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BMJ Publishing Group, BMJ Open, 12(10), p. e040350, 2020

DOI: 10.1136/bmjopen-2020-040350



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Community health workers for non-communicable disease prevention and control in Nepal: a qualitative study

This paper is made freely available by the publisher.
This paper is made freely available by the publisher.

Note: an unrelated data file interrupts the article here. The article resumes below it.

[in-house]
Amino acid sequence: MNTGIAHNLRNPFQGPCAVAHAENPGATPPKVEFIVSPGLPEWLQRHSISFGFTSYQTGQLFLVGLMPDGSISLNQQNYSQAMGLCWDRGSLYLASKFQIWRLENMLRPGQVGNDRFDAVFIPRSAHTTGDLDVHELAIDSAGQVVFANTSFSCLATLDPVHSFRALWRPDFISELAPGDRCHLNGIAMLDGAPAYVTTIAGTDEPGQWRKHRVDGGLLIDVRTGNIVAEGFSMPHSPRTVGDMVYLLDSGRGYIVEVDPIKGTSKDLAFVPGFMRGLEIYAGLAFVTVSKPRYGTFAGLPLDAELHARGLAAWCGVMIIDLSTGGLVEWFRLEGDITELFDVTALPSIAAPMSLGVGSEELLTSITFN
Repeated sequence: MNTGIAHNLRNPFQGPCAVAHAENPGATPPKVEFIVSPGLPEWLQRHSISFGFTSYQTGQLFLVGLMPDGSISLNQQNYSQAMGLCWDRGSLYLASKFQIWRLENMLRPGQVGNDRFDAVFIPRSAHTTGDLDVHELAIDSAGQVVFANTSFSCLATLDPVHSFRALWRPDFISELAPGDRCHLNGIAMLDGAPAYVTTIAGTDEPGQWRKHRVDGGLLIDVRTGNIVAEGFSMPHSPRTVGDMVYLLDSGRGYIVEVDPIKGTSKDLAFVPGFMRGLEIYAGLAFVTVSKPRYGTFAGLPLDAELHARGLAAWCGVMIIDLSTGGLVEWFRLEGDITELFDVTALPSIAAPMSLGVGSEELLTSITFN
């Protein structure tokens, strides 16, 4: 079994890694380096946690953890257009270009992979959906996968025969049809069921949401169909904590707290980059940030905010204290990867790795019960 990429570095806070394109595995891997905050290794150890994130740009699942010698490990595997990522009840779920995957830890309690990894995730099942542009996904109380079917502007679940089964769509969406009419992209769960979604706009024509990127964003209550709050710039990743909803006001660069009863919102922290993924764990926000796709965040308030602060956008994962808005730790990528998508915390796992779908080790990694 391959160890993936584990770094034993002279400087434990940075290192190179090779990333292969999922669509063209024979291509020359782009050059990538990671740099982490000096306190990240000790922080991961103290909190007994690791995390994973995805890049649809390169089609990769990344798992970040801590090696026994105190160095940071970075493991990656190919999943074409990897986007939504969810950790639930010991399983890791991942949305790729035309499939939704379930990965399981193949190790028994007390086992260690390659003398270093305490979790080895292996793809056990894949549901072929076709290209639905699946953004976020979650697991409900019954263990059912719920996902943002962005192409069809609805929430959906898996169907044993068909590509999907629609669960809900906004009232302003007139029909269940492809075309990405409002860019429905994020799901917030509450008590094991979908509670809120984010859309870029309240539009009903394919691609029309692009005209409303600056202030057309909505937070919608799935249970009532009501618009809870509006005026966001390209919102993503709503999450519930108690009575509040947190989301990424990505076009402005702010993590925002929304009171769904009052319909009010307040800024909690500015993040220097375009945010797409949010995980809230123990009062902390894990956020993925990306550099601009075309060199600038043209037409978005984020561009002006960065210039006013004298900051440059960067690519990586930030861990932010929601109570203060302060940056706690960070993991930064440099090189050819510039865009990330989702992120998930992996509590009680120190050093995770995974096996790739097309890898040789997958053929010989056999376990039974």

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Background/objectiveThe increasing burden of non-communicable diseases (NCDs) in Nepal underscores the importance of strengthening primary healthcare systems to deliver efficient care. In this study, we examined the barriers and facilitators to engaging community health workers (CHWs) for NCDs prevention and control in Nepal.DesignWe used multiple approaches including (a) review of relevant literature, (b) key personnel and stakeholders’ consultation meetings and (c) qualitative data collection using semistructured interviews. A grounded theory approach was used for qualitative data collection and the data were analysed thematically.SettingData were collected from health facilities across four districts in Nepal and two stakeholder consultative meetings were conducted at central level.ParticipantsWe conducted in-depth interviews with CHWs (Health Assistants, Auxiliary Health Workers, Auxiliary Nurse Midwife) (n=5); key informant interviews with health policymakers/managers (n=3) and focus group discussions (FGDs) with CHWs (four FGDs; total n=27). Participants in two stakeholder consultative meetings included members from the government (n=8), non-government organisations (n=7), private sector (n=3) and universities (n=6).ResultsThe CHWs were engaged in a wide range of public health programmes and they also deliver NCDs specific programmes such as common NCDs screening, provisional diagnosis, primary care, health education and counselling, basic medication and referral and so on. These NCD prevention and control services are concentrated in those districts, where the WHO, Package for prevention and control of NCDs) program is being implemented. Some challenges and barriers were identified, including inadequate NCD training, high workload, poor system-level support, inadequate remuneration, inadequate supply of logistics and drugs. The facilitating factors included government priority, formation of NCD-related policies, community support systems, social prestige and staff motivation.ConclusionEngaging CHWs has been considered as key driver to delivering NCDs related services in Nepal. Effective integration of CHWs within the primary care system is essential for CHW’s capacity buildings, necessary supervisory arrangements, supply of logistics and medications and setting up effective recording and reporting systems for prevention and control of NCDs in Nepal.